Thursday, November 05, 2009

Zend Framework Ctags for BBEdit

BBEdit version 9.3 was released yesterday. Many changes but, it includes extensively revised support for PHP.

Best of all specially formatted Ctags files can now be used to provide function signature auto-complete, similar to that from clippings.

As such I've knocked up a version for Zend Framework, which can grab it from the downloads page.

As it says there, this is a one afternoon, first draft so make sure you subscribe to the RSS for updates. Let me know if you have any issues.

(Know problems are a lack of reference back to source file and line number, but I'll get that fixed asap.)


Wednesday, October 21, 2009

Frequent Bugs

Supposedly keeping a log of bugs helps you identify the most common ones. At the moment mine is forgetting to save my nib file before building my application.

("Why isn't this working?")

Tuesday, September 15, 2009

BBEdit Zend Framework Clippings Updated

I’ve just uploaded the latest version of the Zend Framwork Clipping set for BBEdit. As usual you can grab this from the downloads page.

Changes in this release

  1. Added the class to the clipping name to disambiguate duplicate method names. (Picture __construct 1000 times.)

    Since BBEdit doesn’t allow whitespace in autocomplete suggestions, I’ve used a double-star ** as the divider between method and class name. This I hope is clear enough visually, but please let me know what you think.

  2. Added parameter and return type hints to the clippings in line with the conventions of Ted’s original PHP clippings. (The return value is selected upon clipping insertion so a quick delete will get rid of it; its purpose is currently just as an aide memoir but I hope to leverage it further later.)

Barring any major issues, this will be the final Beta of the BBEdit Zend Framework Clippings. They are just missing clippings for the Zend_Search_Lucene and Zend_Soap namespaces, which require ad hoc work-arounds. After that they will follow the Zend Framework release schedule.

Thursday, August 20, 2009

Beta 1 of Zend Framework Clippings for BBEdit Released

Update: the BBEdit Zend Framework Clippings have been updated.

We've just uploaded the first beta of our new Zend Framework Clipping set for BBEdit.

You can grab it from the downloads page.

The set currently covers 99%+ of the Zend Framework's methods, but we're aiming for 100%. After that we'll be following Zend Framework releases. (Updates via the newsletter.)

As per usual, bugs via the contact page, questions/suggestions welcome on the discussion board.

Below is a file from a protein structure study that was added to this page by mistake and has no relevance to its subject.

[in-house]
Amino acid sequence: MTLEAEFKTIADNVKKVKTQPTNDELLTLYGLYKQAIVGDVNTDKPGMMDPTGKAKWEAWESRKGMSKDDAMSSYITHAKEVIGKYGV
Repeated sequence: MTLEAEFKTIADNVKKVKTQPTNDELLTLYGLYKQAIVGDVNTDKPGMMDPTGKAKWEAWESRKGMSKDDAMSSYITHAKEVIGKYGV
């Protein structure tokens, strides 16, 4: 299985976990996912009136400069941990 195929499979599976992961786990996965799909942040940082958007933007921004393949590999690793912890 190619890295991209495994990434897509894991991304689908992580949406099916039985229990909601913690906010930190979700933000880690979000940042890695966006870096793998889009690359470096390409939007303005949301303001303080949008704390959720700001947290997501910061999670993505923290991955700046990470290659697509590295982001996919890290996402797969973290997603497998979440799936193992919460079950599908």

Friday, August 14, 2009

Using Zend Framework's FlashMessenger Action Helper

We often want to provide users feedback from their actions. Zend Framework includes the FlashMessenger Action Helper for this purpose.
A gentle trickle of questions appear on the Zend Framework mailing lists concerning the exact usage of the FlashMessenger, so I'm going to go over the details here. Hopefully we'll get all those Zend Framework FlashMessenger questions answered.
We will also introduce the Noumenal PHP Library's FlashMessenger View Helper. This encapsulates retrieving flash messages and adds the option to send different levels of message (e.g. "notice", "warning", "error").
The Noumenal PHP Library is available on GitHub.

Overview of the FlashMessenger

Zend Framework's FlashMessenger Action Helper is meant to allow immediate feedback on the status of a user's actions: "Your profile was updated", "Your message was sent", "Your junk mail has been deleted".
Here's an example of the sort of thing from Google's Gmail:
Example of a FlashMessenger
style message from Google's Gmail
Basic usage of the FlashMessenger couldn't be simpler. In your action controller, you set messages via the addMessage() method:
$flashMessenger = $this->_helper->FlashMessenger;
$flashMessenger->addMessage('We did something in the last request');
or via its proxy, the FlashMessenger's direct():
$this->_helper->FlashMessenger('Message stored until needed');
( Action helpers can each define their own direct() as a short cut to their core functionality.)
Under normal circumstances you'd collect any messages when you want to display them:
//Collect array of messages for display.
$aMessages = $this->_helper->FlashMessenger->getMessages();
And that is all there is to it. Your user performs some action, e.g. sending their message; you redirect them somewhere sensible and let them know it was successful.
Note, however, the "Under normal circumstances". There are a couple of wiggles that can catch you out. We'll go over these as way of introduction to the Noumenal PHP Library's FlashMessenger View Helper, which handles these.

Messages are stored until the FlashMessenger is next instantiated

The FlashMessenger stores its messages in a Zend_Session namespace. The data in that namespace is collected each time the FlashMessenger is instantiated (i.e. in the constructor). The data in the namespace is also cleared (via unset()) at the same time. This can cause problems for people when they wish to add an extra action in between setting the messages and retrieving them. If on the extra request they accidently instantiate the FlashMessenger whilst not wanting to collect the messages then they find that they are not there when they do want them later.